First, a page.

M & A Law Prof Blog

Editor: Brian JM Quinn
Boston College Law School

Friday, July 12, 2013

Appraisal ... is it worth it?

For all this talk now flying around about somehow using the appraisal remedy as a free option in the Dell transaction for shareholders who hold to eke out more from the deal, I'll say wait a minute. Slow down.  First things first, pursuing an appraisal is not like heading down to the local pawn store and asking Chumlee "Hey, Chum, how much for my stock?"  

Even if it were that easy, everybody knows that Chumlee and his buddies aren't going to give you the highest price for your stock, just a fair price.  There's a big difference.

A recent opinion in the Delaware (well worth reading...Merion Capital v. 3M Cogent)  suggests how an appraisal could go down:

This is the post-trial decision in an appraisal brought pursuant to 8 Del. C. ยง 262 and arising out of a merger in which a global technology conglomerate and its acquisition subsidiary acquired a biometrics technology company at a price of $10.50 per share. Relying upon a discounted cash flow ("DCF") analysis, the petitioners claim that each share of the biometrics company's common shares was worth $16.26 as of the merger date. By contrast, the respondent contends that the biometrics company's common shares were worth only $10.12 apiece as of the merger date. For the reasons set forth below, the Court concludes that, as of the merger date, the fair value of the biometrics company was approximately $963.4 million or $10.87 per share.

Catch that?  The dissenting stockholders were looking for $16.26, the company argued that $10.12 was fair and in the end, the judge awarded the dissenters $10.87, just $0.37 more than the original merger consideration.  Geez, that's not even splitting the difference between the competing valuations!  Another thing with knowing  -- Merion took almost 3 YEARS to get to this point.  That's three years out of your life for an extra 37 cents per share.  That might be worth it to some investors, but not to many/any retail investors.

Anyway, I am neither for or against anyone pursuing their rights to an appraisal in connection with the Dell deal, just be aware it takes time and it might not even be all that valuable an option in the end.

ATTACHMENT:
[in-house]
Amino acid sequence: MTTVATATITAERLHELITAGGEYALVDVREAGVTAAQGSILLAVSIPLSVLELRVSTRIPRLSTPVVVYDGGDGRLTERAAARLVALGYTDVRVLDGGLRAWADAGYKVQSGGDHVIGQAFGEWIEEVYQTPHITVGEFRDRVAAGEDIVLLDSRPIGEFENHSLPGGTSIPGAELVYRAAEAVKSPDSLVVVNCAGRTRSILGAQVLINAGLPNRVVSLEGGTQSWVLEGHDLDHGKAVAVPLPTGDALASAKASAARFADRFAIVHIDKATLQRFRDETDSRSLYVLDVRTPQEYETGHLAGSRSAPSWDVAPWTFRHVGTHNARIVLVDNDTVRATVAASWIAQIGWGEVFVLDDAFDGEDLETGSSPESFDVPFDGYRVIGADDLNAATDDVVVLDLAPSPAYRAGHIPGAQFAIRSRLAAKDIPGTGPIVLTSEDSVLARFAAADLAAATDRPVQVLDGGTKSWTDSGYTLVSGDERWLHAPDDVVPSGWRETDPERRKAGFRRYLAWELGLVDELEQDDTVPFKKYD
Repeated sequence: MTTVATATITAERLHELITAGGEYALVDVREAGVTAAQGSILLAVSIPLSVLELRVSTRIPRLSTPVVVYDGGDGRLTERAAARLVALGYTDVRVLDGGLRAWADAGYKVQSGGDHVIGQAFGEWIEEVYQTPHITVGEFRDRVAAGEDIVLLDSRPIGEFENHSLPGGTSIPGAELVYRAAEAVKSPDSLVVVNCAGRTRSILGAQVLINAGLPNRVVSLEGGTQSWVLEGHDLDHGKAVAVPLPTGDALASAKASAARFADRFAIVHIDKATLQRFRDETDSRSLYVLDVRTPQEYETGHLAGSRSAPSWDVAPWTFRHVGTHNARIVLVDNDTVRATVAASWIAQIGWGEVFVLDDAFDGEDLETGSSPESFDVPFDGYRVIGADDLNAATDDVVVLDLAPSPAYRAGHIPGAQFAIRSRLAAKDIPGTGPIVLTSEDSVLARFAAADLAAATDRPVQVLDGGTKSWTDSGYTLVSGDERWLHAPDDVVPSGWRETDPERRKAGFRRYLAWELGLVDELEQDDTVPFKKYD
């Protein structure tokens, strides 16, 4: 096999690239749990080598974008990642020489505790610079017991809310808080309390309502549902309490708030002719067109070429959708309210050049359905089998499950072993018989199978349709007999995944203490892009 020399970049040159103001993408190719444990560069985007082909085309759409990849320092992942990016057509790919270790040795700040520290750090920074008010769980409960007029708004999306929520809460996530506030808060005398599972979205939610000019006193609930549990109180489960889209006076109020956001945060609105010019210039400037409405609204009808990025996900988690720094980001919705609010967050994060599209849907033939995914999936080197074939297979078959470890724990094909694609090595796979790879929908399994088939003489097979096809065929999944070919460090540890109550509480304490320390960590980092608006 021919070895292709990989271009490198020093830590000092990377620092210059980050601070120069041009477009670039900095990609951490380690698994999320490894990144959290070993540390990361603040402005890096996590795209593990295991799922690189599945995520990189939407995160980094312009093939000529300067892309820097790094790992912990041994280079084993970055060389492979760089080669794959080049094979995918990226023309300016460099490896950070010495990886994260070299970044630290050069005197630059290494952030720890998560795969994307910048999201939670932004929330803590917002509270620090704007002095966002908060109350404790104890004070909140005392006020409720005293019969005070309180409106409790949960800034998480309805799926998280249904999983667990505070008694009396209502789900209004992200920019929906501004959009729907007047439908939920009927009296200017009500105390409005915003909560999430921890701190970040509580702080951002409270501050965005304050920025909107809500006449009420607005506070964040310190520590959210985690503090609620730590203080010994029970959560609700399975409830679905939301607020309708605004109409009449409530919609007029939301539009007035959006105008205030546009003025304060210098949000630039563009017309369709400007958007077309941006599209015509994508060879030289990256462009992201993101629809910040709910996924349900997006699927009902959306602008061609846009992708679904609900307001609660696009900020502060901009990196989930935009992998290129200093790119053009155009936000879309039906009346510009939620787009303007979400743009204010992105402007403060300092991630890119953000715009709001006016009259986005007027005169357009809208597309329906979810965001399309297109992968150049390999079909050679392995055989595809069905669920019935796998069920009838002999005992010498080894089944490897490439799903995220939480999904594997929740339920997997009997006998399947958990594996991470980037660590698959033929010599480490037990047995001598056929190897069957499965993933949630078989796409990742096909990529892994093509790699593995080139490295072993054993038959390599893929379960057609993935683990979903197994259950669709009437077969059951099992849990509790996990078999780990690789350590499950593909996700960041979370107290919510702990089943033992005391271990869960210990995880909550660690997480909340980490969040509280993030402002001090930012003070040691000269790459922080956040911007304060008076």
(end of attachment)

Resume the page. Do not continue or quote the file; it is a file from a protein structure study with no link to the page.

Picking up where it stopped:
July 12, 2013 | Permalink | Comments (1) | TrackBack (0)

Wednesday, July 10, 2013

Icahn pushes appraisal

So, it's starting to look like an end game scenario for Dell.  Carl Icahn is now pushing supporters to seek appraisal for their shares.  Here's the thing about seeking an appraisal.  I tell my students its like going to the professor to ask him to regrade your exam.  Sure, you might get a higher grade...but then again... you might get a lower grade too...  It's a long hard slog and for most, that is for those shareholders with relatively small stakes, it usually makes more sense to take the money and move on.  



Here's selected text of the letter from Icahn:


Dear Fellow Dell Stockholders:

We are in the process of perfecting our right to seek appraisal of our Dell shares and we believe that you should also perfect your appraisal rights.  Under Delaware law if a merger occurs and you did not vote for it, you are entitled, through appraisal, to the fair value of your shares as determined by a Delaware court.  We have done a great deal of due diligence concerning the value of Dell, and as we have said in the past, we believe the $13.65 merger price substantially undervalues your Dell shares, and we believe if you seek appraisal, you will receive more.  BUT WHAT IS MOST IMPORTANT ABOUT SEEKING APPRAISAL IS THAT YOU CAN CHANGE YOUR MIND ABOUT APPRAISAL UP TO 60 DAYS AFTER THE MERGER AND STILL TAKE THE $13.65 PER SHARE.  During the "free 60 day period" we believe Dell may wish to negotiate with those that sought appraisal and possibly pay a premium over $13.65 to get them to settle and drop their appraisal claims, as explained below.  To add a new twist to an old saying, "you can have your cake and eat it too".

Those Who Seek Appraisal May Get Lucky

In many merger transactions, if over a certain number of stockholders seek appraisal rights, this gives the purchaser the right to opt out of the transaction and thereby avoid the uncertainty created by appraisal.  However, Michael Dell and Silver Lake did not obtain this opt out right.  This leaves Michael Dell and Silver Lake VERY exposed.  Because they neglected to obtain this right, no matter how many stockholders seek appraisal, if the merger is approved, Michael Dell and Silver Lake are obligated to close or pay a $750 million penalty.  We would certainly like to be present to hear the discussion between Michael Dell/Silver Lake and their lenders as they consider the impact of a substantial exercise by stockholders of their appraisal rights.  Will the lenders use this as an excuse to refuse to close claiming this is a material adverse change, especially in light of the terrible time Dell is having in the PC market as so often stated by Dell themselves?  We think that there is a good chance that none of them will want to face the overhang of a large number of stockholders seeking appraisal.  I therefore believe there will be significant pressure on Michael Dell and Silver Lake to resolve the appraisal rights, and possibly seek a settlement during the "free 60 day period".  Even if you want the Michael Dell/Silver Lake offer to be accepted, unless you believe your shares will tip the balance, why vote for it?  Why not seek appraisal and have the benefit of the "free 60 day period"? Dell may well pay a premium over $13.65 to settle with those seeking appraisal.



July 10, 2013 | Permalink | Comments (1) | TrackBack (0)